We have been pregnant 7 times and have 1 son, our rainbow Teddy.
My partner and I met in 2016 and were married in July 2017. We had similar goals and similar hopes and dreams for our family, and given we were both in our thirties we thought we’d start trying right away. I came at it with my eyes open in terms of possible risks. My mum had recurrent miscarriages so there’s always been awareness of it in my family – there's a 12-year gap between me and my sister, so I knew it had been a difficult process.
Even when I’d talk about the possibility of risk, my husband just didn’t think it would happen to us – until I got pregnant in 2018 and we had an early miscarriage. It completely floored my husband; we were both so sad but he was really shaken by it.
We picked ourselves back up and kept trying, finding out we were pregnant again in early 2019. At first I thought I was having my period because I had some bleeding, but it stopped and I realised I was pregnant. I started bleeding again at 8 weeks and visited my local EPU which was a difficult place to be during a time like that, sat amongst happy mums as well as other sad mums.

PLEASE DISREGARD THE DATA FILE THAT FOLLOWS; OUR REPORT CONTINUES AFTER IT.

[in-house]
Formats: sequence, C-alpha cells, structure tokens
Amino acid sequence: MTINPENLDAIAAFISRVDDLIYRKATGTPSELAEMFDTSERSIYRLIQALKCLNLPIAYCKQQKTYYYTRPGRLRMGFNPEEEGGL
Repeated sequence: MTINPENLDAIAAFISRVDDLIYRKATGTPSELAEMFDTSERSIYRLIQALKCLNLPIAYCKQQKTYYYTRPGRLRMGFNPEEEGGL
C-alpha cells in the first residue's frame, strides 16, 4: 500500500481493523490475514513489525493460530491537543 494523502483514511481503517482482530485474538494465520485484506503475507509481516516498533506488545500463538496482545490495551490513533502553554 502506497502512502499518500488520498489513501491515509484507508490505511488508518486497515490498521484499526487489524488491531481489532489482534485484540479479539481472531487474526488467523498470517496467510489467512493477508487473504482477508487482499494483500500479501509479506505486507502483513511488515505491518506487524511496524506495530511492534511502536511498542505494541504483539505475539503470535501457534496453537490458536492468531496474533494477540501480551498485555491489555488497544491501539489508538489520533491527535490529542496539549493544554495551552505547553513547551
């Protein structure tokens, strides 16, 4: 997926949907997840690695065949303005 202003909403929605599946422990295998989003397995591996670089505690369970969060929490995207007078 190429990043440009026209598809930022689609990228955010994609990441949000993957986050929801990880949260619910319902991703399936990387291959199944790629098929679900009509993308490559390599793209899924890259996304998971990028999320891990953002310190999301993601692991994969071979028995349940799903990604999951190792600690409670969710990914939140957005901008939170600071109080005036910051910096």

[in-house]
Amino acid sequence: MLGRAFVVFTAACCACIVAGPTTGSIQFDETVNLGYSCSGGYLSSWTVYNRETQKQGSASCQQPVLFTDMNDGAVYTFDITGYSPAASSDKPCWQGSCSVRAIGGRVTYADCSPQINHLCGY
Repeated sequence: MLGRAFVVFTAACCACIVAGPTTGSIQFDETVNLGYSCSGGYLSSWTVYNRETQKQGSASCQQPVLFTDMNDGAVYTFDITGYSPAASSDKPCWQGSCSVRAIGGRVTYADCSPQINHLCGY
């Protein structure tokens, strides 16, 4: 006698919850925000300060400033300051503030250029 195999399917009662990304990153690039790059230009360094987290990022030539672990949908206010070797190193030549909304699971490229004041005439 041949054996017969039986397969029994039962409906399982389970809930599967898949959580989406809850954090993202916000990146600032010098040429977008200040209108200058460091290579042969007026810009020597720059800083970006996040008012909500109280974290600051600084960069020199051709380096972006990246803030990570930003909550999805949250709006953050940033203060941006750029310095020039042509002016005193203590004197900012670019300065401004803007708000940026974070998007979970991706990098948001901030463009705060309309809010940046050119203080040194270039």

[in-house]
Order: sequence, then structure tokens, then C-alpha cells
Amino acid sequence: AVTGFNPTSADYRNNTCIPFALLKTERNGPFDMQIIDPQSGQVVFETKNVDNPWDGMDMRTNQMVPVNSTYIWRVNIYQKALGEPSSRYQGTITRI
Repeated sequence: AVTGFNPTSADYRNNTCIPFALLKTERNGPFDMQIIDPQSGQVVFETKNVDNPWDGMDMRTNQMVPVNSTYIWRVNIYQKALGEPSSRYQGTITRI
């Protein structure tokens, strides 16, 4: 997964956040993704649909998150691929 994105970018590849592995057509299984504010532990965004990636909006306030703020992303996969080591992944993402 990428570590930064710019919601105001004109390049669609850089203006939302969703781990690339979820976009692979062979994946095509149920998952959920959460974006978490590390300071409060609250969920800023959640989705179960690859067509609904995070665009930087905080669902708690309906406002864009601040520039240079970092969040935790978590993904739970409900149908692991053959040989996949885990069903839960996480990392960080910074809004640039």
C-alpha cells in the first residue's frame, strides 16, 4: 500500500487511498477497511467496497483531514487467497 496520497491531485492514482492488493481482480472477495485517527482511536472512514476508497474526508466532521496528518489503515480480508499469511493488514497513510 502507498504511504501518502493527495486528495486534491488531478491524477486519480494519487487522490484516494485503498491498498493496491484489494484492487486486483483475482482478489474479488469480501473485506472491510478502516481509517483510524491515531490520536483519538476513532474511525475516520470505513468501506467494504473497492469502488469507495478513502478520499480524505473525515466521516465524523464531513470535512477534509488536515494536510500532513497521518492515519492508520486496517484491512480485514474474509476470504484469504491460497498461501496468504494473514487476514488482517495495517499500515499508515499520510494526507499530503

We found out it was an ectopic pregnancy which was a really scary experience to go through. Because of my HCG levels, medical staff kept tell us everything was OK and reassuring us that it would all be fine – until, suddenly, we were told it’s not fine and that i needed to be admitted.
I also found having my fallopian tube removed really traumatic to deal with. It wasn’t just the loss of a baby but the loss of a part of my fertility function, and a loss of trust in my body.
After my ectopic pregnancy, having a period never felt the same. I couldn’t trust that I wasn’t pregnant and going through that experience again, because of my bleeding the last time. I was taking pregnancy tests every month and felt a lot of anxiety.
I had a pregnancy of unknown location in September 2019, followed by a miscarriage just 2 months later. The week after I saw a consultant at the Birmingham Women’s Hospital and once I’d shared my story she immediately asked me why I hadn’t been referred to Tommy’s. Straight away she got us a handful of forms to fill out: “You’re in now!”
Referral to Tommy’s
It made such a difference to be taken seriously when we said we were worried and wanted more testing. Even after so many losses, people kept telling us ‘Just keep trying, it’s going to happen eventually.’ But you can’t!